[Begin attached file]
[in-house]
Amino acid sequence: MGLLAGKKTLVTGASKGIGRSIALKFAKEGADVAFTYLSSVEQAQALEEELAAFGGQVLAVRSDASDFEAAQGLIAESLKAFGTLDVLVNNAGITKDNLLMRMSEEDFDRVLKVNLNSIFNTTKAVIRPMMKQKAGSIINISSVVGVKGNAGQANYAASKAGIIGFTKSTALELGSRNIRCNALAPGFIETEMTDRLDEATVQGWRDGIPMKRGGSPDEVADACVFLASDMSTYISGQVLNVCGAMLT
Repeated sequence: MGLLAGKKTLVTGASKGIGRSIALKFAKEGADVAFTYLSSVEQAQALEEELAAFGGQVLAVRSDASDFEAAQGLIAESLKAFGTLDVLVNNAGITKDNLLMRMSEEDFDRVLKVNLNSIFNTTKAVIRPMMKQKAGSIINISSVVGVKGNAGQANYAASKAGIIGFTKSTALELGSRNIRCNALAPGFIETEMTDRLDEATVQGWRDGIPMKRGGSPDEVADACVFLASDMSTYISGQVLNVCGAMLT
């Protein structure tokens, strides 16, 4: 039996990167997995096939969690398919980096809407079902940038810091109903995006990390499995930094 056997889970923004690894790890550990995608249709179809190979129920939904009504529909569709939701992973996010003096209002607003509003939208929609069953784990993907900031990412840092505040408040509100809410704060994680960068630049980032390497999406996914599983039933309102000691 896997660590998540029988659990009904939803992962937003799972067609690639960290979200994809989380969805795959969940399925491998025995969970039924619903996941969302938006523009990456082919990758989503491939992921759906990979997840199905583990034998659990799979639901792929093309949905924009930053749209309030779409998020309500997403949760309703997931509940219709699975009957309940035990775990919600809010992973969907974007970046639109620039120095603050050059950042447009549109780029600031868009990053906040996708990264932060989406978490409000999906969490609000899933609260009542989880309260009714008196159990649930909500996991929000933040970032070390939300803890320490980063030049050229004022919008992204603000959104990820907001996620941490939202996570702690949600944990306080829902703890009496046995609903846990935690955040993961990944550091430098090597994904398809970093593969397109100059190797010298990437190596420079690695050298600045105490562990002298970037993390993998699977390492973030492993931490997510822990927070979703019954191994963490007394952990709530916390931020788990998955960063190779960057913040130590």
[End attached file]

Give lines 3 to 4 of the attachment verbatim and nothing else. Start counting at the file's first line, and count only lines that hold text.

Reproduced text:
Repeated sequence: MGLLAGKKTLVTGASKGIGRSIALKFAKEGADVAFTYLSSVEQAQALEEELAAFGGQVLAVRSDASDFEAAQGLIAESLKAFGTLDVLVNNAGITKDNLLMRMSEEDFDRVLKVNLNSIFNTTKAVIRPMMKQKAGSIINISSVVGVKGNAGQANYAASKAGIIGFTKSTALELGSRNIRCNALAPGFIETEMTDRLDEATVQGWRDGIPMKRGGSPDEVADACVFLASDMSTYISGQVLNVCGAMLT
């Protein structure tokens, strides 16, 4: 039996990167997995096939969690398919980096809407079902940038810091109903995006990390499995930094 056997889970923004690894790890550990995608249709179809190979129920939904009504529909569709939701992973996010003096209002607003509003939208929609069953784990993907900031990412840092505040408040509100809410704060994680960068630049980032390497999406996914599983039933309102000691 896997660590998540029988659990009904939803992962937003799972067609690639960290979200994809989380969805795959969940399925491998025995969970039924619903996941969302938006523009990456082919990758989503491939992921759906990979997840199905583990034998659990799979639901792929093309949905924009930053749209309030779409998020309500997403949760309703997931509940219709699975009957309940035990775990919600809010992973969907974007970046639109620039120095603050050059950042447009549109780029600031868009990053906040996708990264932060989406978490409000999906969490609000899933609260009542989880309260009714008196159990649930909500996991929000933040970032070390939300803890320490980063030049050229004022919008992204603000959104990820907001996620941490939202996570702690949600944990306080829902703890009496046995609903846990935690955040993961990944550091430098090597994904398809970093593969397109100059190797010298990437190596420079690695050298600045105490562990002298970037993390993998699977390492973030492993931490997510822990927070979703019954191994963490007394952990709530916390931020788990998955960063190779960057913040130590």